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Wolf Alice Interview

After publishing several EPs, 2015 was the year in which their ever so fondly growing fanbase finally saw the release of Wolf Alice’s full album-length debut, My Love Is Cool. The four-piece, who hail from North London, might probably have surprised shallow critics claiming they were just some 90s revival band by providing a very diverse long-player, featuring such songs that master the balancing act between haunting beauty (Turn To Dust), a poppy attitude (Freazy) and good old rock (Giant Peach). Now being nominated for several awards (e.g. a Brit Award and a couple of NME Awards, to name a few), Wolf Alice have certainly reached a crossroads in their career that might catapult them into the centre of even more attention. While in Cologne, Joff Oddie (guitar) gave an insight into what he and his bandmates Ellie Rowsell (vocals, guitar), Theo Ellis (bass) and Joel Amey (drums) have been up to lately.You’ve had some quite successful months recently, for example being nominated for several awards. Is there maybe one award that you personally are very excited about?I don’t think one more than the other, really. It’s all just very flattering, to be nominated for those kind of things. I don’t think one of them is the most important thing at all, do you know what I mean? It’s nice to be recognized, I think.The name of your band, as far as I know, was inspired by a short story by Angela Carter. Was it just the sound of the words that you found interesting, or was there something about the story in particular that fascinated you?I think, initially with the name, it was for some kind of romantic reason. We thought the words looked nice and sounded nice. Then, afterwards, we kind of got more… I’m sure there’s some kind of similarities somewhere there. It’s a very angsty story, I think.Reading the lyrics while I was listening to the record at some points I thought that the imagery of the story had slipped into your lyrics. So I had the impression that it might have been important to you for some reason, for example there’s “wolves” and “licking wounds” and a “feral child” in your lyrics, which definitely reminded me of the story.I wouldn’t say those are direct references to the story. I think they’re maybe just metaphors that we like, if you know what I mean, this anthropomorphic kind of thing. Quite interesting, I guess. Maybe it’s linked, though, subconsciously.I think the album is very balanced, thinking both about lyrics and music. With some albums it’s often basically one song about love after the other, but your debut also features topics of friendship and anxiety. Do you ever think about the overall impression when you put music together?This one wasn’t written with that kind of mindset, if you know what I mean. It’s the first record literally, a collection of very good songs, I think it might come into play. When you start doing a second one, I can’t say that’s something we’ve thought of. Yeah, I agree with you, an album with only love songs is bollocks.So you haven’t had to stop yourself going “Oh no, not another love song!” yet?(laughs) No, that’s not a problem we’ve had.To what degree would you say has London influenced you while making the album?I mean, yeah, of course, where you’re from and where you work has an effect on you and on what you do, on a more subconscious level though. I wouldn’t be able to break it down and say “This influenced us this or that way”. It’s a very hard one to explain, I think. But yeah, of course.Would you for example consider somewhere else for a second album? To get new impressions or to, you know, be away from family and friends?Maybe… I think the bunk of writing where material comes from is done well before you go into the studio, so the studio is almost like the kind of finishing place, in terms of a place affecting the output of what you’re doing. This studio didn’t do too much, I don’t think, obviously on some level, but not drastically. I think it’s more of a writing thing.Would you consider going somewhere else in order to write new songs then? I mean, some bands just go and live, I don’t know, in Berlin for half a year and then write new songs there…(laughs) I’d love to have the luxury of having half a year to go to Berlin. But that’s not really the case… But yeah, we definitely have a couple of options now, a couple of out of London, out of the UK. Obviously, I can’t really say yet, but we’ll go wherever is right and make the best of it. We’re not so stuck in our ways that we have to do it in London.Well, I had a look at a couple of your videos and I think most of them represent the idea that you neither take yourselves nor the music industry too seriously, which I find very sympathetic…(laughs)… and that you basically want to have fun shooting your videos. Were they actually fun to make?I mean, some of them are more hard work than others. The You’re A Germ video, that was like one 20-hour day. So that was quite intense, but it was fun. I mean, if you’re going to have to do a music video, I don’t want to spend it standing around and trying to look cool for ten hours (laughs) for something that looks bit shit. I’d much rather do something that we can have fun with, have a laugh…… like dressing up as women and entering a dancing competition.Exactly! (laughs) We just wanna have a laugh. I think it might be very depressing trying to be as cool as possible for about 20 hours.And play the song over and over again for so many hours…Oh, you have to do that no matter what, but we’d rather do it wearing girls’ clothes. (laughs)And do the choreography!(laughs) Exactly!So is there anything, any idea that you would like to integrate into a future video? Something you’ve always wanted to do or that’s fun? I don’t know, like you’ve always wanted to dress up as a pirate or I don’t know what…(laughs) A pirate! Erm, I don’t know… I think skydiving might be quite cool.Skydiving? Okay…Yeah, I reckon it might be hard integrating skydiving into our video, that’d be pretty sick…And play your instruments while skydiving?Yeah, a bit tricky, but we might make it work…You’ve made some cover versions of different songs, one of them for example Roar by Katy Perry, or a version of Wicked Game. Is there maybe a song that you personally would like to cover, something you feel that needs to be covered by Wolf Alice?I don’t know, really. Not massively. Covers are… We played Wicked Game a lot, because we felt that was a nice song and that kind of worked nicely. So that was maybe our attempt of covering. A lot of the other ones are completely forced. (laughs)Oh, really?Made to do, made to do… Someone comes and says “Oh, you need to do this, you need to do a cover” and you’d go “Fuck!”Oh no! And I've always loved it when bands I like cover some silly pop song, but if you're made to do it?Well, yeah. (laughs) That’s the end of being fun.Okay, I could possibly skip my next question then, but I’ll ask anyway: Could you think of covering a whole album, like for example Ryan Adams did with Taylor Swift’s 1989?Hm… Some great album that would be good to cover… (thinks) I would really like to cover The Velvet Underground and Nico, that would be great. And Joel could be Lou Reed and Ellie could be Nico. (laughs) That would be a laugh.Very different kind of voices, yeah, that’d be interesting.Yeah, definitely. Well, Joel could be Nico and Ellie could be Lou Reed. And I could be Andy Warhol… (laughs)Yeah, maybe try the Andy Warhol wig for the next video!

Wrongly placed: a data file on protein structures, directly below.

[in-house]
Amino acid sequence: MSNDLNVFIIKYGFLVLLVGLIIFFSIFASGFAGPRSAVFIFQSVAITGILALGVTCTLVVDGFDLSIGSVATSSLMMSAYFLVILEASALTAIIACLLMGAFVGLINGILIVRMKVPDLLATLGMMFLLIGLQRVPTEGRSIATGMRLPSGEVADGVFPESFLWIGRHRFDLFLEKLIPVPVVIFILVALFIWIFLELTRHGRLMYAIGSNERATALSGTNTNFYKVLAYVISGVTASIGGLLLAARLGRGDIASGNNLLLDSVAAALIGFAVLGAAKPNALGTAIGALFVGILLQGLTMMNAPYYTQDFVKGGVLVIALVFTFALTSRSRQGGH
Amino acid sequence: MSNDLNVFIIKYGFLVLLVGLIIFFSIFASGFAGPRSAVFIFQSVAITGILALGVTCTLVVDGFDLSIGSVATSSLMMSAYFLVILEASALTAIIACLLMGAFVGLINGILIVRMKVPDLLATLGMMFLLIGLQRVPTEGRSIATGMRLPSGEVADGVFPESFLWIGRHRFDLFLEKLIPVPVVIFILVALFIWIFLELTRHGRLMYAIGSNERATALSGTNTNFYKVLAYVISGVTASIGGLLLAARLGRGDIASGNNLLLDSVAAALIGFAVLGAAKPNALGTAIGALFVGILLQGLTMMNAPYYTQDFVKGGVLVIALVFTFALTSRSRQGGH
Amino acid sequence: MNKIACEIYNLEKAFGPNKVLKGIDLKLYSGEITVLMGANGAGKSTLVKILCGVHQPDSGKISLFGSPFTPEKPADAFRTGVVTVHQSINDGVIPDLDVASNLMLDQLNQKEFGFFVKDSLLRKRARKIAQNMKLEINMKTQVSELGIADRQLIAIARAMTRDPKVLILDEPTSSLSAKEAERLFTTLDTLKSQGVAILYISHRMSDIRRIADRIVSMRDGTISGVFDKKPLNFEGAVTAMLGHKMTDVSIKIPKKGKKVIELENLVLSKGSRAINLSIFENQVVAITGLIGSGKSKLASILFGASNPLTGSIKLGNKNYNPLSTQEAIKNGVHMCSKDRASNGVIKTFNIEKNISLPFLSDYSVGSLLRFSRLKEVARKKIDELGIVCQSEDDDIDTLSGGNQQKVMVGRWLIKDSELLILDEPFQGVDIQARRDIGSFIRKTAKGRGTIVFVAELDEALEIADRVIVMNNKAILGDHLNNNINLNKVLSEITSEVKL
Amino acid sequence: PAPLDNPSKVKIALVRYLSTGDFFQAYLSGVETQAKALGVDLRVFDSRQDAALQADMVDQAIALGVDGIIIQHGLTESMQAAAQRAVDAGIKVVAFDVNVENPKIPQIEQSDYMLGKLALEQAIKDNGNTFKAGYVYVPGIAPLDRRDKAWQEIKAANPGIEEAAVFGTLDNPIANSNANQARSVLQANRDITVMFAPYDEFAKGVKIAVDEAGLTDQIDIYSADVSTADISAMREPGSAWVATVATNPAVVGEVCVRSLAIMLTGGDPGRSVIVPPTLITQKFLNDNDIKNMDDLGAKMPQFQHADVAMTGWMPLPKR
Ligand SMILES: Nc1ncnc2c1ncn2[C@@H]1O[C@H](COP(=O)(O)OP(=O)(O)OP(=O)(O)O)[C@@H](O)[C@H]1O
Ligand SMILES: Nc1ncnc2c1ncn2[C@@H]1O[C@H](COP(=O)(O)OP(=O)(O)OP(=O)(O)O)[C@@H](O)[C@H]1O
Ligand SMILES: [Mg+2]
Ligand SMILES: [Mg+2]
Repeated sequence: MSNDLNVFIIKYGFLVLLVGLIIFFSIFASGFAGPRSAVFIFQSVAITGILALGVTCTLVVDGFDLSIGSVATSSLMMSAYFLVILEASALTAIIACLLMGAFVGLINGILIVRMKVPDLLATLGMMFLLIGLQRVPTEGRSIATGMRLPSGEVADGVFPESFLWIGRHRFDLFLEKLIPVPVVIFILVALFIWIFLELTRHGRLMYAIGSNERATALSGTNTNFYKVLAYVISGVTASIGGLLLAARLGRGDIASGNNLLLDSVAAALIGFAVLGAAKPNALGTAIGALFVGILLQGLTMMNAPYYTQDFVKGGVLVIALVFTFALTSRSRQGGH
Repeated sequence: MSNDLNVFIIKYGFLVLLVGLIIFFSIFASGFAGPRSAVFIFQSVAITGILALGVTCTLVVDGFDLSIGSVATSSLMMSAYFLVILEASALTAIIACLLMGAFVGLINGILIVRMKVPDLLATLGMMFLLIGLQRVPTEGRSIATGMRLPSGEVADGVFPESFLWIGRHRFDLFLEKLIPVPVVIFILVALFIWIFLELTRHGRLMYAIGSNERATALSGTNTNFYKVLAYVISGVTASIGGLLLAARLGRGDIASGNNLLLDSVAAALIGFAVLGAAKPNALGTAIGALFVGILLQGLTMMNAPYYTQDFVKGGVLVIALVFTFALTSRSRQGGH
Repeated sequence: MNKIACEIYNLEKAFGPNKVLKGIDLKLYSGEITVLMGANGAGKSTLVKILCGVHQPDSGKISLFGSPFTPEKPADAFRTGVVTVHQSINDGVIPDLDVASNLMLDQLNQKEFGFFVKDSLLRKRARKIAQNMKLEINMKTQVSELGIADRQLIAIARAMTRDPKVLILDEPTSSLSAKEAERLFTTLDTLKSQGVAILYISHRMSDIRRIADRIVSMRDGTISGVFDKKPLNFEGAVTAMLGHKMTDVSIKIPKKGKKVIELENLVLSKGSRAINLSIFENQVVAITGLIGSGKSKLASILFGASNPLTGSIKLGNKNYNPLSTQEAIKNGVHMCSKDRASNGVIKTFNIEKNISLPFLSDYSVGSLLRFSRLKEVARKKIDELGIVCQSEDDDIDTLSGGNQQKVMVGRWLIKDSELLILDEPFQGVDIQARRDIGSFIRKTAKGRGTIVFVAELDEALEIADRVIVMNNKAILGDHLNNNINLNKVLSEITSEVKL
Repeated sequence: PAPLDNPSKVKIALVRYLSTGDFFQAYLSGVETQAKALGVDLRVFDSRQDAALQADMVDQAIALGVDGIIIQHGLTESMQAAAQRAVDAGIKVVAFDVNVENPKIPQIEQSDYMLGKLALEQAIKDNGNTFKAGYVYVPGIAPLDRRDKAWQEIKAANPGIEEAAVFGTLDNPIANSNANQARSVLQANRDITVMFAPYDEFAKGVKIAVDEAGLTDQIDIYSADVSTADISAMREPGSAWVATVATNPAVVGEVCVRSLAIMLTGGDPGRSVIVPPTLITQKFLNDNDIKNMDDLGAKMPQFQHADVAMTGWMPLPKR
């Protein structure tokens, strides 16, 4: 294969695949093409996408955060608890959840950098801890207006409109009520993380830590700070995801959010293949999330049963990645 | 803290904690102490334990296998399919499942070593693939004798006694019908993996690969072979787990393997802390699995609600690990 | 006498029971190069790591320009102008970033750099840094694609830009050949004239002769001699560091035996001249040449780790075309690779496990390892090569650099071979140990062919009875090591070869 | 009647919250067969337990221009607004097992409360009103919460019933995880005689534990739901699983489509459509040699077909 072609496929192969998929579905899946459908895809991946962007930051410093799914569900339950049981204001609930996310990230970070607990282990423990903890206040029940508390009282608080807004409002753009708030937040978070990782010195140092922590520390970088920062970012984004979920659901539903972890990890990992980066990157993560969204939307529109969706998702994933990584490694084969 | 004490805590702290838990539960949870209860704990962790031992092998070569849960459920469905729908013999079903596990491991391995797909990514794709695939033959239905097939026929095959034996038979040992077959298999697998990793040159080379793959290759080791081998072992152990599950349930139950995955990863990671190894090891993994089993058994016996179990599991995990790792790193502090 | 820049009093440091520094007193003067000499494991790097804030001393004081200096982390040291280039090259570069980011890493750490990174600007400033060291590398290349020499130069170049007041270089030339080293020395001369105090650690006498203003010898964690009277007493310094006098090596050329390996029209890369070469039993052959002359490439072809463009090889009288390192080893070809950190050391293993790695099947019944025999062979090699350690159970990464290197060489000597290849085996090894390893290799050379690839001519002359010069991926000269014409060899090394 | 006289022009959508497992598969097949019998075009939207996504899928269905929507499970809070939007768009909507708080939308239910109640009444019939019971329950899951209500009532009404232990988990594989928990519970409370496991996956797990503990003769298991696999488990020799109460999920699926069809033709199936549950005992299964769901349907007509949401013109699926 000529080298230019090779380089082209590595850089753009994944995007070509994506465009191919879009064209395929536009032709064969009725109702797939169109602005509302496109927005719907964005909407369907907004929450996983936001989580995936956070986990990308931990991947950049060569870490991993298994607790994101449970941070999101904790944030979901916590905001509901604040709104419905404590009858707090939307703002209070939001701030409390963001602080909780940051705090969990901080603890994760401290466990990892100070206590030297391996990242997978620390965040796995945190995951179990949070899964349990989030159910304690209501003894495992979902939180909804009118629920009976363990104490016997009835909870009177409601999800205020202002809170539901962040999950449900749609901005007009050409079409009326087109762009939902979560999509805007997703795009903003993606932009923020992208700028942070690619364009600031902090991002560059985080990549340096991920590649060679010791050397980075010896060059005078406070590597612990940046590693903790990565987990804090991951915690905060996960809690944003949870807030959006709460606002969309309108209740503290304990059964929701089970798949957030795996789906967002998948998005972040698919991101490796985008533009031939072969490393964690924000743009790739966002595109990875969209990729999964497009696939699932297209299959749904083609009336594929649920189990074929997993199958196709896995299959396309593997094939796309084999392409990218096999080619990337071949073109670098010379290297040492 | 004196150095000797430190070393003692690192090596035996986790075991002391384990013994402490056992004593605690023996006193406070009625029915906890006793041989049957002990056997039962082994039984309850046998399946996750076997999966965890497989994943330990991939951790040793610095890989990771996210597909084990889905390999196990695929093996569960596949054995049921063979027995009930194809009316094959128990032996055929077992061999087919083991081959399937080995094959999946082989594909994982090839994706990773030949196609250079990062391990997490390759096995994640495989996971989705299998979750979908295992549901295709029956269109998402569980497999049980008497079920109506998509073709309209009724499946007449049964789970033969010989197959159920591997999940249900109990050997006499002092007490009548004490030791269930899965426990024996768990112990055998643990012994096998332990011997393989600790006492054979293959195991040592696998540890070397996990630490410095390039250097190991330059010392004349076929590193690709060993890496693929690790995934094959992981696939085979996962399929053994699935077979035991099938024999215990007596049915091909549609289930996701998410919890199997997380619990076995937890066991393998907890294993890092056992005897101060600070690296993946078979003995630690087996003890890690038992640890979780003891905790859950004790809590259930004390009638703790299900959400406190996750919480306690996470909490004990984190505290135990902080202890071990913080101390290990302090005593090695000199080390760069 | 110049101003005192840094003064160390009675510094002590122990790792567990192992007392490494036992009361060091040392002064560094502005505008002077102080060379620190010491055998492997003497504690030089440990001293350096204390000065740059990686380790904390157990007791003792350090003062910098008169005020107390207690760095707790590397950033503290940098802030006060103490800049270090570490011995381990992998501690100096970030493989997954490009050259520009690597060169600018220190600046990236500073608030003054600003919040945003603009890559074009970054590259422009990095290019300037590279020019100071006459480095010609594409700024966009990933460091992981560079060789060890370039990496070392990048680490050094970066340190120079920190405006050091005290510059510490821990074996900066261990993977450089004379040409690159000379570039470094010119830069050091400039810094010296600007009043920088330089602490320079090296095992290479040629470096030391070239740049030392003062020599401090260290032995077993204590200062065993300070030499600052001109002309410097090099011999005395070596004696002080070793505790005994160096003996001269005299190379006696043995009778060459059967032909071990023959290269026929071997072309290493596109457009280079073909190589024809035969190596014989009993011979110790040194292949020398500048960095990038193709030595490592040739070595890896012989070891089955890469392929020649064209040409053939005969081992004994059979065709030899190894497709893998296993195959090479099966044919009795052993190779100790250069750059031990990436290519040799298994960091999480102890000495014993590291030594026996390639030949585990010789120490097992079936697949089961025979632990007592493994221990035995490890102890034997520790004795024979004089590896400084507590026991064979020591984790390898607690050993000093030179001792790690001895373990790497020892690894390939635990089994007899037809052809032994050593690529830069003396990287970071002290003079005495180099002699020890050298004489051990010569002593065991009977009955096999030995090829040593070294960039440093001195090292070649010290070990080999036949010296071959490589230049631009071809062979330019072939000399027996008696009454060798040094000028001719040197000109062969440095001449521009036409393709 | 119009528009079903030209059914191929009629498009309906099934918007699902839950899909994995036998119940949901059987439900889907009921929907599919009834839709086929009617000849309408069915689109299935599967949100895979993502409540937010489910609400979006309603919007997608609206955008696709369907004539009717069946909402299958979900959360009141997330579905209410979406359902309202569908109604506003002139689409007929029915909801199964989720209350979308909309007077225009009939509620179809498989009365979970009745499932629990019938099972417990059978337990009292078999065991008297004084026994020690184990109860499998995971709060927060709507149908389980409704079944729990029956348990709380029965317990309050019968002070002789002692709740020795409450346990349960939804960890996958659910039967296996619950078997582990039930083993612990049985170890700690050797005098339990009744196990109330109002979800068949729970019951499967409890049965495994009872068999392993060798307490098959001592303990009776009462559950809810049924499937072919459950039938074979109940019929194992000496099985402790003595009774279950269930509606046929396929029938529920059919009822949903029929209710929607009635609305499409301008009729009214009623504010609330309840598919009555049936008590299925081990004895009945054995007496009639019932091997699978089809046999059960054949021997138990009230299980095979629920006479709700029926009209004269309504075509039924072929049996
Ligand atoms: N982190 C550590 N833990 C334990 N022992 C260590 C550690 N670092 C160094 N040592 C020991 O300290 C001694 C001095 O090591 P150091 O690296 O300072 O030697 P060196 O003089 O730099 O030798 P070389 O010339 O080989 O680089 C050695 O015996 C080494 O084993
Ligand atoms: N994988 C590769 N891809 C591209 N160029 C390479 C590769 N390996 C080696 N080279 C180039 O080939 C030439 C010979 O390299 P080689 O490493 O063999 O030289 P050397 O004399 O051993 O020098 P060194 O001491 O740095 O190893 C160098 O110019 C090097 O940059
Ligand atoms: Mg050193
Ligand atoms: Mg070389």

Wolf Alice Interview